Tuesday, 2 August 2011

The Woman


This month Lucky McKee and brave actress Pollyanna McIntosh will be at Melbourne's Cinema Nova and Sydney's Chauvel to do Q&A's for their new shocker The Woman. The dates are August 9th and 10th respectively.

I was dying to see The Woman earlier this year, so I caved in to temptation a while ago and watched the screener rip that's been kicking around... but now I'm freshly psyched to be seeing it again in a theatre (and hopefully with an appreciative audience). The Woman is a small film, but the striking sound design and beautifully lensed rural locations and interiors should make for an atmospheric theatre experience. It's quite a unique little horror trip, radically at odds with my expectations for it (partially fueled by the hilarious reaction of that jackass at Sundance). What appeared to me at first to be a riff on Martyrs is actually a very different animal indeed, and I have a hard time thinking of another movie to compare it to.

I'm a fan of McKee's, having enjoyed everything he's done so far, including the much maligned The Woods and his unfairly criticised Masters Of Horror episode Sick Girl. May remains a riveting horror character study, and Red is an excellent Jack Ketchum adaptation (although I'm still unsure how much of McKee's work made it to the final cut there). I actually consider the man to be one of the most consistently original voices in contemporary American horror.

On another note, I imagine Ketchum must be fairly pleased with the progress of his cinematic career thus far. Chris Sivertson's The Lost was excellent (thanks in part to Marc Senter's show-stopping portrayal of height-challenged sociopath Ray Pye); Red is an effective slow-burn revenger that again benefits from a killer performance by Brian Cox; and I've yet to see (or read) The Girl Next Door, but there seems to be plenty of good will towards it amongst horror fans online. The general consensus seems to be that the last Ketchum adaptation - Offspring - was a bad misfire (can't comment)... but four out of five ain't bad! I should point out that Pollyanna McIntosh's impressive performance in The Woman is a reprisal of her portrayal of the same character in Offspring, both films having their origins in Ketchum's nauseatingly boundary-pushing splatterpunk novel Off Season.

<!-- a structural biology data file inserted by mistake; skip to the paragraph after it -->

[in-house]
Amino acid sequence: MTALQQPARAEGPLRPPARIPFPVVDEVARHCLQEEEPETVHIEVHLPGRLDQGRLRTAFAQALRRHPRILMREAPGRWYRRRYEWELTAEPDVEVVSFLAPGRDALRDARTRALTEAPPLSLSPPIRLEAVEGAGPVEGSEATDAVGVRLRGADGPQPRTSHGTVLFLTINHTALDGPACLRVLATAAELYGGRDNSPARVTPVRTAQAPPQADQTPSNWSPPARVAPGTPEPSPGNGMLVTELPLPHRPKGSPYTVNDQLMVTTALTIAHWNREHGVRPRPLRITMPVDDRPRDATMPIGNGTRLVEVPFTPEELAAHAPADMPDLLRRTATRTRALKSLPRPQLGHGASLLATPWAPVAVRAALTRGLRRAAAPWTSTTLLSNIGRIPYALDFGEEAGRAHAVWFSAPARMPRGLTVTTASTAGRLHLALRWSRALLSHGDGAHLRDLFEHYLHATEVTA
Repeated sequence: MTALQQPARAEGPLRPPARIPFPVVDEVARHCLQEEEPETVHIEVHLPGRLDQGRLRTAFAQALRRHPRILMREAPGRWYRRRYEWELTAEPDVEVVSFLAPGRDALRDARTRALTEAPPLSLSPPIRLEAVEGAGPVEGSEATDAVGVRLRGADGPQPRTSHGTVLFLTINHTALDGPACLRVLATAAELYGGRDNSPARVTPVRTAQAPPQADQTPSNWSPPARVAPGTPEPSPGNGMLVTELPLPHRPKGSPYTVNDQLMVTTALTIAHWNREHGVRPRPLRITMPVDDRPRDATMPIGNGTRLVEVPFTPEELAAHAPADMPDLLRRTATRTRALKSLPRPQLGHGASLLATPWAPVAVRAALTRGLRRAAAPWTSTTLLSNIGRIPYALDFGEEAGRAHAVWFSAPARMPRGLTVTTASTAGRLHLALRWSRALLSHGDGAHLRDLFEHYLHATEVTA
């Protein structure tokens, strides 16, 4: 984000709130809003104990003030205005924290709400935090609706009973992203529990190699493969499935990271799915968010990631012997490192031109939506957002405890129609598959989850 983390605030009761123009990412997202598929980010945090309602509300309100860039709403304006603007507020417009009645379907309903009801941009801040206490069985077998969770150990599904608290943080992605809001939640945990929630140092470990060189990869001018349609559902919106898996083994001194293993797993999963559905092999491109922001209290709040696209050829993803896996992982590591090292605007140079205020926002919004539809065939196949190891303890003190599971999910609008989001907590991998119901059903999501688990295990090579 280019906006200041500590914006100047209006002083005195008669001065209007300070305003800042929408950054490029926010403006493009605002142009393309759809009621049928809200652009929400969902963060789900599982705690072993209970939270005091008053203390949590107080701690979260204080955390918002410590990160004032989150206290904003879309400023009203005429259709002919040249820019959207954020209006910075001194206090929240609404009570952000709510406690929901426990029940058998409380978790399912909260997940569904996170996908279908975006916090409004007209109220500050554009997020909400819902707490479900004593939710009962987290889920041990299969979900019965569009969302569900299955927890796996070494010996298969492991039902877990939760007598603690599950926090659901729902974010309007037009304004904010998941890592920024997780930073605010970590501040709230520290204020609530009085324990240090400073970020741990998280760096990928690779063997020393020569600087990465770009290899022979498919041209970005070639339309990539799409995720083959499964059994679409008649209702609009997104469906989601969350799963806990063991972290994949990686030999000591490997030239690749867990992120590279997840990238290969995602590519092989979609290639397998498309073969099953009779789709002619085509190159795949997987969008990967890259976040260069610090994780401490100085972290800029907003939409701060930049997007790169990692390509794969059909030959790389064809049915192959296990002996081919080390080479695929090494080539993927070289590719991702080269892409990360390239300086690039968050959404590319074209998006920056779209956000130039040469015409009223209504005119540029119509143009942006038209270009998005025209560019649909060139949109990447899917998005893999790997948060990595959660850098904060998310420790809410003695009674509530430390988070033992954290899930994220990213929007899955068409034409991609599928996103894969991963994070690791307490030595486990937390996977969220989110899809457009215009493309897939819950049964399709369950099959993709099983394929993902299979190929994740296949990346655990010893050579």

I'll be at the screening at the Chauvel on the 10th, and I hope you can make it too. In case you haven't seen it yet, I'll leave you with this priceless gem taken from the film's inaugural screening at this year's Sundance film fest. In it you will see an apparently grown man (who seems to have stepped right out of the South Park Sundance episode) lose his shit and freak the fuck out about some sexualised violence in a fictional movie. I'd love to see his reaction to A Serbian Film!



13 comments:

  1. This is one of my most anticipated horror releases this year and I'm not sure why. I haven't read much of Ketchum's work (including THE WOMAN) and I don't outright LOVE anything Lucky McKee has every done (I like MAY a lot but I'm not in love with it). I guess the word of mouth has piqued my interest.

    As far as GIRL NEXT DOOR, I've both read and the book and watched the film, in that order, and disliked both. Not because they're bad, but because the content is very frustrating.

    Also, I actually liked OFFSPRING!